For example, let's say you have a rule set with three teams. The Red and Blue teams are both set to maxPlayers=10, minPlayers=5. The Green team is set to maxPlayers=3, minPlayers=2. Here's the fill sequence:

  1. No team has reached minPlayers. Red and Blue teams have 10 open slots, while Green has 3. The first 10 players are assigned (5 each) to the Red and Blue teams. Both teams have now reached minPlayers.

  2. Green team has not yet reached minPlayers. The next 2 players are assigned to the Green team. The Green team has now reached minPlayers.

  3. With all teams now at minPlayers, additional players are now assigned based on the number of open slots. The Red and Blue teams each have 5 open slots, while the Green team has 1. The next 8 players are assigned (4 each) to the Red and Blue teams. All teams now have 1 open slot.

  4. The remaining 3 player slots are assigned (1 each) to teams in no particular order.

Set latency rule for large matches

Matchmaking for large matches relies primarily on the balancing strategy and latency batching optimizations. Most custom rules are not available. However, you can create a rule that sets a hard limit on player latency.

To create this rule, use the latency rule type with the property maxLatency. Here's an example that sets maximum player latency to 200 milliseconds:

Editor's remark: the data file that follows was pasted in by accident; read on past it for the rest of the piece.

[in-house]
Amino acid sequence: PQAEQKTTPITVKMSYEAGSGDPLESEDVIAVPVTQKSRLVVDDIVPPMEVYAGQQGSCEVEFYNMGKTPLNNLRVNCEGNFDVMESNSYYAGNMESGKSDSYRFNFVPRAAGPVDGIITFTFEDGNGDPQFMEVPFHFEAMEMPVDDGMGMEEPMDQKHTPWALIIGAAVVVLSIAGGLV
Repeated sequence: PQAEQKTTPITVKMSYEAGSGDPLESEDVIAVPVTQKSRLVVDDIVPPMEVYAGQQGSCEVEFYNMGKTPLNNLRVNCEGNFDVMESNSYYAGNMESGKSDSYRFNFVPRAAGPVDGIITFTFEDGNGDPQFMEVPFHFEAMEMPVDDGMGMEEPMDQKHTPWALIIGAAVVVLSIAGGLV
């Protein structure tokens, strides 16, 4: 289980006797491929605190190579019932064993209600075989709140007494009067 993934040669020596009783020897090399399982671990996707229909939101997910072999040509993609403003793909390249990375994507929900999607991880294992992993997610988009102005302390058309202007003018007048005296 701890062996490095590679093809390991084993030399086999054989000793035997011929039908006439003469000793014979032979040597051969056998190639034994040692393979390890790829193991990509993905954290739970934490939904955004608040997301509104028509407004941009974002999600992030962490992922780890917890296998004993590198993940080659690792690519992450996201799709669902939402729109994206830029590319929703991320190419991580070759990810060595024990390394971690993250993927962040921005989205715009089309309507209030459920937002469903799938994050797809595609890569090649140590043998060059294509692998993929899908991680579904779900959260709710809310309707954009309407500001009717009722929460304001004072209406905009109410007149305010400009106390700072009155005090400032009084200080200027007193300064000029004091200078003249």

"rules": [{ "name": "player-latency", "type": "latency", "maxLatency": 200 }],

Relax large match requirements

As with small matches, you can use expansions to relax match requirements over time when no valid matches are possible. With large matches, you have the option to relax either the latency rules or the team player counts.

If you're using automatic match backfill for large matches, avoid relaxing your team player counts too quickly. FlexMatch starts generating backfill requests only after a game session starts, which may not happen for several seconds after a match is created. During that time, FlexMatch can create multiple partially filled new game sessions, especially when the player count rules are lowered. As a result, you end up with more game sessions than you need and players spread too thinly across them. Best practice is to give the first step in your player count expansion a longer wait time, long enough for your game session to start. Since backfill requests are given higher priority with large matches, incoming players will be slotted into existing games before new game are started. You may need to experiment to find the ideal wait time for your game.

Here's an example that gradually lowers the Yellow team's player count, with a longer initial wait time. Keep in mind that wait times in rule set expansions are absolute, not compounded. So the first expansion occurs at five seconds, and the second expansion occurs five seconds later, at ten seconds.

"expansions": [{ "target": "teams[Yellow].minPlayers", "steps": [{ "waitTimeSeconds": 5, "value": 8 }, { "waitTimeSeconds": 10, "value": 5 }] }]